It’s only been 2 weeks since I returned. I know this is a process. I know that I can have some parts of Travel Jenny in my day to day life, but right now, it feels heavy. I took myself back to therapy. I’m slowly opening up to trusted friends.
My mom always told me to not “air out my dirty laundry” and share my feelings with others. I’m not writing this for the sake of a pity party. I own allllll this – the good and the not so fun – I take full responsibility for myself and ultimately know if I want to make shifts, I can. It’s not supposed to be easy. If you have a team member that just arrived back from a trip, in addition to asking them about their adventures, maybe ask them how they are doing with the transition back to work. What space can you give them as they settle back? How can you support them as it’s not always an easy journey?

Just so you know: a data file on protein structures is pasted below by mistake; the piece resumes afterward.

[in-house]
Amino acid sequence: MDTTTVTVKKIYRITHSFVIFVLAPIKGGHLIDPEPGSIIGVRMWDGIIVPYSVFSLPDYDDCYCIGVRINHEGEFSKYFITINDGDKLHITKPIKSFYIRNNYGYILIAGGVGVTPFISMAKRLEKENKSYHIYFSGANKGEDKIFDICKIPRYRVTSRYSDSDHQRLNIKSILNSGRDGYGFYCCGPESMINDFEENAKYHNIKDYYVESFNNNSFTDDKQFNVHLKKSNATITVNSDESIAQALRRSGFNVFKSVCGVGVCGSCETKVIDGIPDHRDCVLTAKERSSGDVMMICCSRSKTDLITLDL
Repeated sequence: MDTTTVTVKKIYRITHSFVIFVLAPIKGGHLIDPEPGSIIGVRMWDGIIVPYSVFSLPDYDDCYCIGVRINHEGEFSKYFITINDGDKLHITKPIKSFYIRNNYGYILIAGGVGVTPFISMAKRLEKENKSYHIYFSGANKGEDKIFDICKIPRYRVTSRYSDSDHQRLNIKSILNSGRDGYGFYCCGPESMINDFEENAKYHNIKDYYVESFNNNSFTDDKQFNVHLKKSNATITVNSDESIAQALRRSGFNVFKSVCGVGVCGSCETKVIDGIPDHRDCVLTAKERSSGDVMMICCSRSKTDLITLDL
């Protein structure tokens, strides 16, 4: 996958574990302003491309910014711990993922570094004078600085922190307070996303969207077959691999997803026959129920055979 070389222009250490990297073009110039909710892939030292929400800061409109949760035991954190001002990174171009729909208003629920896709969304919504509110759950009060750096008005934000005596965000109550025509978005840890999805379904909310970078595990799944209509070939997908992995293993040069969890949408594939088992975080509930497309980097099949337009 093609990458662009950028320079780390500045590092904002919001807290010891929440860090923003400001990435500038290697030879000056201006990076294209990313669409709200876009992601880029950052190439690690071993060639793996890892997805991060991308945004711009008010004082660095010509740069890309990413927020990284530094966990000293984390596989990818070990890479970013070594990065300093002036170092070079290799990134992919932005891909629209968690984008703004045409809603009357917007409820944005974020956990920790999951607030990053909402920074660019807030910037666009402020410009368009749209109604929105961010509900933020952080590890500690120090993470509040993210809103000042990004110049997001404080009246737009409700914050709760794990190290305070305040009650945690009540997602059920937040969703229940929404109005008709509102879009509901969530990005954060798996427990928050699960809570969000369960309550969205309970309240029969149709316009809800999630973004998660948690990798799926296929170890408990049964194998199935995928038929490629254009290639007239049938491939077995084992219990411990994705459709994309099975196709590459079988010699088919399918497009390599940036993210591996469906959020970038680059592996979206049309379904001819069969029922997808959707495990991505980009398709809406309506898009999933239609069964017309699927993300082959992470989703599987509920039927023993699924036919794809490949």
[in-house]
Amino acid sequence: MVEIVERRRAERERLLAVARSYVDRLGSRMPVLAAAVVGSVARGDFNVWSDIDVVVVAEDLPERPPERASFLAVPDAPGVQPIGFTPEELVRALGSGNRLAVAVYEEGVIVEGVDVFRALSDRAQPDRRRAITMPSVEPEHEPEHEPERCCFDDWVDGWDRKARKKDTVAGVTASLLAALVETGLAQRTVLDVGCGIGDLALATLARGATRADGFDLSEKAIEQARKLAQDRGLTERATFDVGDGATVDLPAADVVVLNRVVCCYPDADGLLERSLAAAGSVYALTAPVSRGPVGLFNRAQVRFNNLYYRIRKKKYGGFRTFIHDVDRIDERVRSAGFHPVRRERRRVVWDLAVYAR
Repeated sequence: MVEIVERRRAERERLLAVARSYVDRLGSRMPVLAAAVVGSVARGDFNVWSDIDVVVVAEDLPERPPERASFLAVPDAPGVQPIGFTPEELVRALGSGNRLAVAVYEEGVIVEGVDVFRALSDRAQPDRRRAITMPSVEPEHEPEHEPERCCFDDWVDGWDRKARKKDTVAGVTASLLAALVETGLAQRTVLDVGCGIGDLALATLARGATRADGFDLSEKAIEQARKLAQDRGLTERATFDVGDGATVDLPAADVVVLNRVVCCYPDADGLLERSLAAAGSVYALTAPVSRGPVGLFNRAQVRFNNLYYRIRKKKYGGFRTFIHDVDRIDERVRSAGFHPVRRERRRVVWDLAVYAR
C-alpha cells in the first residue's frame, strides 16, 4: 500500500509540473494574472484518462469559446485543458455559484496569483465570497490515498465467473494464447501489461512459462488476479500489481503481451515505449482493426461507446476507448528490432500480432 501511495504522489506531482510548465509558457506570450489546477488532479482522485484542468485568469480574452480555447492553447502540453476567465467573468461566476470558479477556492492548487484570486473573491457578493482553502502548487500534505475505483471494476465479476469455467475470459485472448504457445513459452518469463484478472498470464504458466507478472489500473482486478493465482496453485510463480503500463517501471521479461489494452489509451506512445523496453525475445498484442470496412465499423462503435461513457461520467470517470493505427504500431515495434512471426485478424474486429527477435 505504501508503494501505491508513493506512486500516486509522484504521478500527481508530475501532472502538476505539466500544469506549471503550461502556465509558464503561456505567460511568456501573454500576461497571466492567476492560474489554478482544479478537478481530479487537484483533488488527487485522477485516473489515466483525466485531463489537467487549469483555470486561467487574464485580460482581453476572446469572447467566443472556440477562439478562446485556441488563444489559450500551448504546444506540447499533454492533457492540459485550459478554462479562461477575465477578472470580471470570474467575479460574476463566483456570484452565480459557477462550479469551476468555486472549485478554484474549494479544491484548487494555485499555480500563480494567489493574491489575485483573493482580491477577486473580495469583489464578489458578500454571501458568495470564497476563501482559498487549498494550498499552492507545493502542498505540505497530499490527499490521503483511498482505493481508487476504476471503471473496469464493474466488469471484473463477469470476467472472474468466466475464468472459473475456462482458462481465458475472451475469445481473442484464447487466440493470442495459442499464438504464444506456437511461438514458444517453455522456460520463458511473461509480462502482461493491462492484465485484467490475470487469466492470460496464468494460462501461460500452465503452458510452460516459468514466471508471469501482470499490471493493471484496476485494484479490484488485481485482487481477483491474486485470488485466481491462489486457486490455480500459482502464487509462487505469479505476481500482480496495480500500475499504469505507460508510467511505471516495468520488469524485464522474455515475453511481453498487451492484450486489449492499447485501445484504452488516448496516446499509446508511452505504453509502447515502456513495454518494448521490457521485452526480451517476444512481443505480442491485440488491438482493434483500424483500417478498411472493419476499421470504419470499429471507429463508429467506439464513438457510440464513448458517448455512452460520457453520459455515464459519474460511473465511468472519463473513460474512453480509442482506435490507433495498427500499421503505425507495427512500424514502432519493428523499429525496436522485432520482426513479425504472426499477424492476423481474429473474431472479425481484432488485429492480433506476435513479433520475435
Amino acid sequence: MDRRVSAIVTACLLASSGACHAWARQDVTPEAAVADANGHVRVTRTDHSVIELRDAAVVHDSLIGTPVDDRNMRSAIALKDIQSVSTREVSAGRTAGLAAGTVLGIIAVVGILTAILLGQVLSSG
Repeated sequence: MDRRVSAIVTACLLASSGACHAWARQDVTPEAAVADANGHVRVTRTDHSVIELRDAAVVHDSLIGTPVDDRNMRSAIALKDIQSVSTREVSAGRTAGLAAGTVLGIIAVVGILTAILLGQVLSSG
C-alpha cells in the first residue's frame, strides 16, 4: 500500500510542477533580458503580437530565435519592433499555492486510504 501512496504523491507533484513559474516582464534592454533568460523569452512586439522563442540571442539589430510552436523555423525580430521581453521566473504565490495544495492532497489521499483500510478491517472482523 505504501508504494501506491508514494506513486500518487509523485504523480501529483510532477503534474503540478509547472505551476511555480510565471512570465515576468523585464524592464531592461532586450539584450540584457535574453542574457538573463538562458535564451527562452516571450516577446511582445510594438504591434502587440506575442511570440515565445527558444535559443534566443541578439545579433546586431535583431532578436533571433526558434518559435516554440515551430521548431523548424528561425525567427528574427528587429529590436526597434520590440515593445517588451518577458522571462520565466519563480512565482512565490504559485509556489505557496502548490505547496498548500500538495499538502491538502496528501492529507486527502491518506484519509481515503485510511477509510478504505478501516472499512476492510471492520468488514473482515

If you have a team member that just arrived back from a trip, in addition to asking them about their adventures, maybe ask them how they are doing with the transition back to work. What space can you give them as they settle back? How can you support them as it’s not always an easy journey?
I wanted to share this with you because maybe you’ve had a similar situation and reading this makes you feel less alone.
As a thought-leader in customer service and experience, I want you to know that I’m not perfect. I don’t have it all together. I struggle.
And by owning my feelings and sharing them, I hope that it lends a reassuring hand (well, elbow these days) that if you don’t have it together, that’s totally OK too.
I also wanted to see if you have a travel version of yourself. Or maybe it’s a sports version or a cooking version or some type of YOU that shines because you’re doing something totally in your element. Maybe you’ll share with me!
Also, if you’re curious – I posted some pictures from my travels on my Instagram.